1006 Bridge St.

The first apartment that I had sheltered in full time within the city of Grand Rapids.

The apartment was on the second floor and it had a “porch” that you could only go out on at night in the summer as the tar got sticky in the sunlight. In the summer, the apartment was +4 hot, however hot it was outside, it was four more hot in the apartment. In the winter it was +5 cold due to the giant robot head. The Giant Robot Head was what had been installed as some form of a heater. It was in the middle of the apartment and it had a glass covered grill for a mouth and vents for eyes. In the night, you could see the evil burning within. The head radiated heat in about a three-inch area around it so you could either freeze anywhere in the apartment or you could lay on it and fry like an egg.

Downstairs, where I assume the rest of the robot stood, was home to two sets of neighbors in my time there. Never caught the name of the first, they kept mostly to themselves, busy with screaming at one another while their children ran the equivalent of a marathon on the hardwood floors every single day. They moved out one night, in the middle of the night, and I was glad they were gone. Derek, his baby’s momma and his baby moved in downstairs. Derek was friendly, always asking, “wanna smoke one?” every time we crossed paths on the downstairs porch. I learned that Derek had been very successful in spreading his seed across this part of the state, having a woman with babies in several locations… many within the city limits. He ended up in jail because of a dispute between himself and his baby’s momma (the one that lived here). When I asked him what happened, he said “She hit me five times, I hit her once, We BOTH goin ta jail!”

During our time on Bridge St., my roommate and I did not own a TV. We had a computer, two guitars, a stereo, a lava lamp, and the window that looked out across the street. This was more than enough entertainment.

The house that our picture window perfectly framed, was the home of Crash. Crash had apparently gotten his nickname from the appearance of his head, which looked like it had been used as a speedbag for a number of years. He had the perpetual smile of a Japanese baby, and an enormous gut, which he proudly displayed sans shirt, between suspenders as he tended to his flowerbeds and his lawn. Crash supplemented his income by swinging bags, so there was always an interesting cross section of society hanging out on his front porch with his haggard looking wife and her live in lover. Better TV had never made it to the airwaves.

Three houses down from Crash’s pad, next to The Smiling Bear Auto Repair, was the neighborhood crack house. Not quite the burned out building full of piss smelling half dead squatters type, but a run down, noisy party house that was frequented by all kinds of people, including the police (for different reasons, I’m sure). One summer evening, I was entertaining my future wife out on our second story porch, safe from all but firearms. We were sipping wine by candle (and street) light and listening to Mazzy Star. There was also some entertaining going on at the crack house, in the form of a porch party. We heard shouting from our side of the street, but we could not see the source. In answer, a very large woman strode forward from the shadows of the crack house porch and bellowed in an impossibly loud voice…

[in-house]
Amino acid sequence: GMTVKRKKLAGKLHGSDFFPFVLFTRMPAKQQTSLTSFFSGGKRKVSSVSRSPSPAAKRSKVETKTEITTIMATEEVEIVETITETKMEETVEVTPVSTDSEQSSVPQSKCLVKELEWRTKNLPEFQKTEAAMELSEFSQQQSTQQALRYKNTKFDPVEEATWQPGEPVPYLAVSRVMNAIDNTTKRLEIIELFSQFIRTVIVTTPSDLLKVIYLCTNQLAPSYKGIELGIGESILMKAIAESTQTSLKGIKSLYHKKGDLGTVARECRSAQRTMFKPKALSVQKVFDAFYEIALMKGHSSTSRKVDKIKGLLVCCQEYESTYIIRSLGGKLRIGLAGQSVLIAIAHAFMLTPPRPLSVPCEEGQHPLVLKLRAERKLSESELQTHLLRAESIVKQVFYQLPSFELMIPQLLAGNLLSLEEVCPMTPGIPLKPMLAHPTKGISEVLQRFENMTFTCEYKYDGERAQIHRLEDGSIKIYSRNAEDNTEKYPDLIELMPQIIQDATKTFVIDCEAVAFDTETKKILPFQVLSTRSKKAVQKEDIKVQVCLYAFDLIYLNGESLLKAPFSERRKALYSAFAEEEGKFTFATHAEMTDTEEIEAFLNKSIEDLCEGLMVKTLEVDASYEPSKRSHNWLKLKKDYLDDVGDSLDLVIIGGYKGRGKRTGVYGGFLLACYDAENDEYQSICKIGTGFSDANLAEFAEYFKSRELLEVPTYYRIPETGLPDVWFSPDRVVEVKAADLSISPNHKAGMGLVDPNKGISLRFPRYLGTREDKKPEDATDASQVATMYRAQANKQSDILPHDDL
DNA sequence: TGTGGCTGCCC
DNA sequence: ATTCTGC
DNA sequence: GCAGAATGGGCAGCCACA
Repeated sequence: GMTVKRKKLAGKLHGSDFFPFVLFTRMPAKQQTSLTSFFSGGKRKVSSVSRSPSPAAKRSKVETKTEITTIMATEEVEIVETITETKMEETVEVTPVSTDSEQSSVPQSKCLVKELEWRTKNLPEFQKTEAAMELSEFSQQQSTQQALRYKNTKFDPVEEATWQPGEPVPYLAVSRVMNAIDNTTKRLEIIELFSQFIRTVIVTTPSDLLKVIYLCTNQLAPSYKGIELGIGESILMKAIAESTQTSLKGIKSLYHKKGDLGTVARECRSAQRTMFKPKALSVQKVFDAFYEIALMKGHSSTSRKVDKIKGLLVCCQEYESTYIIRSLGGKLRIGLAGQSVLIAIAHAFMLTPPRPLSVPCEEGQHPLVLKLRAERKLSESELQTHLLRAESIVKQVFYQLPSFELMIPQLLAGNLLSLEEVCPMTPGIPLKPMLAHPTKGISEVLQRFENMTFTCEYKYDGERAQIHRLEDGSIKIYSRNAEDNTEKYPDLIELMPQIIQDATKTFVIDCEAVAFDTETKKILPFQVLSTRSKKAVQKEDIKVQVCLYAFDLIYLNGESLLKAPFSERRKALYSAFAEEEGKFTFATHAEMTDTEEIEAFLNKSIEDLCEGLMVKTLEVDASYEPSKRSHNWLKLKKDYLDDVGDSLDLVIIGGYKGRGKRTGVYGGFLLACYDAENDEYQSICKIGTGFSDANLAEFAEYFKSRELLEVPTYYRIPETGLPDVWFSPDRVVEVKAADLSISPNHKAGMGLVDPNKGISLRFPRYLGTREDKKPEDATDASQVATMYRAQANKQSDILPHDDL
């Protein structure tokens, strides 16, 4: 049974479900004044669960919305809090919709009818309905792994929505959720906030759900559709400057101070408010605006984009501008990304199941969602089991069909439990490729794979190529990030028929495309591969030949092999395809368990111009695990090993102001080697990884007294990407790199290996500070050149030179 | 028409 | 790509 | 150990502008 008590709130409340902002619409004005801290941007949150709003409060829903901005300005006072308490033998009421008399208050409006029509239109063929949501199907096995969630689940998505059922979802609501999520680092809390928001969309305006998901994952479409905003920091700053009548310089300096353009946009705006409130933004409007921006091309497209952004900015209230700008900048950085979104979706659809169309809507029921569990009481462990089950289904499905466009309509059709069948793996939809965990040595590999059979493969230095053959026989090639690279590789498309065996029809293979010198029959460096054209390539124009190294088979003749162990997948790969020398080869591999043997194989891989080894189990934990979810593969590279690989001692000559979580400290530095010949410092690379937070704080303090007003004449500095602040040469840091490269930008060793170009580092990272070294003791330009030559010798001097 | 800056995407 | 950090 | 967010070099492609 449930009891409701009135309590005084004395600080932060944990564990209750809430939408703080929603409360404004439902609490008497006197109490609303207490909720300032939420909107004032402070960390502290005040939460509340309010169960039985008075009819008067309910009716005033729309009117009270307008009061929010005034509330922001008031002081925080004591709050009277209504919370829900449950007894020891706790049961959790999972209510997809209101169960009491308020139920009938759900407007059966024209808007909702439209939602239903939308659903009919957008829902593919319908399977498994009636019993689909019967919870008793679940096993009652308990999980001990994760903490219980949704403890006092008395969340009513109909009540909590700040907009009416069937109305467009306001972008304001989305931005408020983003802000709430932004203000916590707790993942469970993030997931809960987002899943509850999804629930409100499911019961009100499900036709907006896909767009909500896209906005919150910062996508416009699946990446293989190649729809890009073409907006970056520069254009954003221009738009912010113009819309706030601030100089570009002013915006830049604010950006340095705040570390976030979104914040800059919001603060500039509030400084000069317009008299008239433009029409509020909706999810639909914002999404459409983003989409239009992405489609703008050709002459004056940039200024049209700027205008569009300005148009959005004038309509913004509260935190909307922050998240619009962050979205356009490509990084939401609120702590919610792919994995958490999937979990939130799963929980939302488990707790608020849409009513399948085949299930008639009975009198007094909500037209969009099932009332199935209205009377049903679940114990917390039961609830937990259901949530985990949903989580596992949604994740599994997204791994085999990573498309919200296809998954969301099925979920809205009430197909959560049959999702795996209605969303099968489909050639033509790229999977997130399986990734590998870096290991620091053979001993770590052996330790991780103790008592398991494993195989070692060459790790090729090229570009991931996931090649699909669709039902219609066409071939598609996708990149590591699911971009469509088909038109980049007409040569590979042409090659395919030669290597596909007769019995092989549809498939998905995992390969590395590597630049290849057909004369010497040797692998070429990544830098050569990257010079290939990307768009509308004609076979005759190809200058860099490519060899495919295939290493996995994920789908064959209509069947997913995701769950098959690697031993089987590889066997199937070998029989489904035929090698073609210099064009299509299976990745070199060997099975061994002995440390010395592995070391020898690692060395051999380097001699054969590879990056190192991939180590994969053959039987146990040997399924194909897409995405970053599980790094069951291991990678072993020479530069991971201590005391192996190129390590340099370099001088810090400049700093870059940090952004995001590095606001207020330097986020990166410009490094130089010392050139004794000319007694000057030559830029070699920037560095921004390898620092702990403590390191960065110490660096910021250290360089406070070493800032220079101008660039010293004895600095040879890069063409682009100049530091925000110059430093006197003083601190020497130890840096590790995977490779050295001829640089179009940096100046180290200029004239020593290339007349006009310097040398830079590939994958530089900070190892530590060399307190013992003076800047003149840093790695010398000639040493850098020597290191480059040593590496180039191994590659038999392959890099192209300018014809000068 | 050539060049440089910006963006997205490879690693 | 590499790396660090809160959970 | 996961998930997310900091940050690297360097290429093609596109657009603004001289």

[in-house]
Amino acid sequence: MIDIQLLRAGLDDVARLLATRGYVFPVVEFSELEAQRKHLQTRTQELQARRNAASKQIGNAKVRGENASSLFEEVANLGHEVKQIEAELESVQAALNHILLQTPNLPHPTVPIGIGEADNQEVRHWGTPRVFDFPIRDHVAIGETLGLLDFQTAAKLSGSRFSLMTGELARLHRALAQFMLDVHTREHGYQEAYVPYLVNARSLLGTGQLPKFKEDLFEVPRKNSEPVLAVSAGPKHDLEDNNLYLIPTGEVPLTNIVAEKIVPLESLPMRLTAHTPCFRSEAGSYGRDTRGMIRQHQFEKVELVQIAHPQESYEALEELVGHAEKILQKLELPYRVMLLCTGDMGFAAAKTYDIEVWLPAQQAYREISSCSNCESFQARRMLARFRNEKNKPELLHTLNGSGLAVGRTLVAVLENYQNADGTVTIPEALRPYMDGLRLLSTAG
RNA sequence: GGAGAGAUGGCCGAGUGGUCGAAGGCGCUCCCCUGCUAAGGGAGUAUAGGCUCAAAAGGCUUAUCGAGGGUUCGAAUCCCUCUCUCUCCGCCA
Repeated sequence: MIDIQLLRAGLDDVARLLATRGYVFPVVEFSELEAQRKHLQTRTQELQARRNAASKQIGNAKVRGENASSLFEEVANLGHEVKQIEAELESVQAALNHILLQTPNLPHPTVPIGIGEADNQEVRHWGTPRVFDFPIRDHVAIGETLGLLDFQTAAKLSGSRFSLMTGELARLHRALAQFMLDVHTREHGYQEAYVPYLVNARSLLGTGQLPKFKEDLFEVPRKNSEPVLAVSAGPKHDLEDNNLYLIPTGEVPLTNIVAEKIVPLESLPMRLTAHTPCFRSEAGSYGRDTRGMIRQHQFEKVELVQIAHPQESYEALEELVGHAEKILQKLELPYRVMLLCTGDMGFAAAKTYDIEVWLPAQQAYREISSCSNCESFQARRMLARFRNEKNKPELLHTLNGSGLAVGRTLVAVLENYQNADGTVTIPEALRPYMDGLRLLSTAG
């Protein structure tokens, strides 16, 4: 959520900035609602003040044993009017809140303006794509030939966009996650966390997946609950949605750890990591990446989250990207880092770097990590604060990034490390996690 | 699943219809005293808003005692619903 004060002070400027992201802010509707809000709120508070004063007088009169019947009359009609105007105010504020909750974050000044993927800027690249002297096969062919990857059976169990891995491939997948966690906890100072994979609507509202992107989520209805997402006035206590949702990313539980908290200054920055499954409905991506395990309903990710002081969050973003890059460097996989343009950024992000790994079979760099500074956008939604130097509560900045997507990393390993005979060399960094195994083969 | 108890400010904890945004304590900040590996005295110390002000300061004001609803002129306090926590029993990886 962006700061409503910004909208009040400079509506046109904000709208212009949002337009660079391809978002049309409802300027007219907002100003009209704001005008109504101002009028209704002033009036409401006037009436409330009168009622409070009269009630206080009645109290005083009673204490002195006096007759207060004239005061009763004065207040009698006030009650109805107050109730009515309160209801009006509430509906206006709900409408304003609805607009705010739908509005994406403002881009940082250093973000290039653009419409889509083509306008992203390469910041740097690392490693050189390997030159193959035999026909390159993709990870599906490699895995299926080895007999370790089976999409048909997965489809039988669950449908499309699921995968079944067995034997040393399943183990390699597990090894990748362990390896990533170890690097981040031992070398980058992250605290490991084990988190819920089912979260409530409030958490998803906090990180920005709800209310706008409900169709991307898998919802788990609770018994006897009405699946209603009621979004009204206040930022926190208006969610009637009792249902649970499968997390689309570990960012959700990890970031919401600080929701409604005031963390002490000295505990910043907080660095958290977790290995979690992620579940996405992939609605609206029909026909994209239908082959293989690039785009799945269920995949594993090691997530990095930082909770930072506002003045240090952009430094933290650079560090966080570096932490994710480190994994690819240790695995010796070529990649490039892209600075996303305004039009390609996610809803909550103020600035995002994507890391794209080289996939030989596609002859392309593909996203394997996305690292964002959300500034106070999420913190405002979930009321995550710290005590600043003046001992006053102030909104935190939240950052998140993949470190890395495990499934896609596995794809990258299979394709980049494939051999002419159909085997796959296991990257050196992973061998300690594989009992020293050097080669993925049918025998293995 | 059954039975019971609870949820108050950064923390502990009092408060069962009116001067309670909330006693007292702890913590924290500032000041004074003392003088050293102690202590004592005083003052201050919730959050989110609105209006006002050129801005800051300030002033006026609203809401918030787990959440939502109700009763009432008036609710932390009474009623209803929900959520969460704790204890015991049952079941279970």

I turned to my date and said…

welcome to the West Side, dear.”

Fourth of July, that same year, the city launched it’s first salvo of fireworks into the air, which resulted in a thunderous report. From the porch of the crack house came the war cry…


Once, while driving away from my apartment, I saw a man walking in an odd fashion down the sidewalk. Upon closer scrutiny, I observed that he was wearing cowboy boots, which were on completely backwards! When I looked to my future wife for verification of what I had seen, (I have been known to see stuff that isn’t even stuff) she was turning to me with a look of shock and confusion seeking the same validation. It remains a mystery to this day.

Tying the whole hood together was Sam’s corner grocery, where I bought my Drum tobacco, everyone bought booze, and the neighborhood children bought their meals of Little Debbie and quarter bags of chips. Upon my first visit to Sam’s, I waited behind an old, shirtless man who had his arm bandaged to his chest and gauze over one eye. Sam asked the man, “Tom, what the hell happened to you?” Tom replied “Ah, some kids just decided to beat the shit out of me on my way home from work. No big deal, cracked a few ribs, broke my arm and fucked up my eye.” He paid for his fifth of Vodka and left.

I moved away from the West Side, but it didn’t change the fact that I still lived in Grand Rapids…

…Much more to come.

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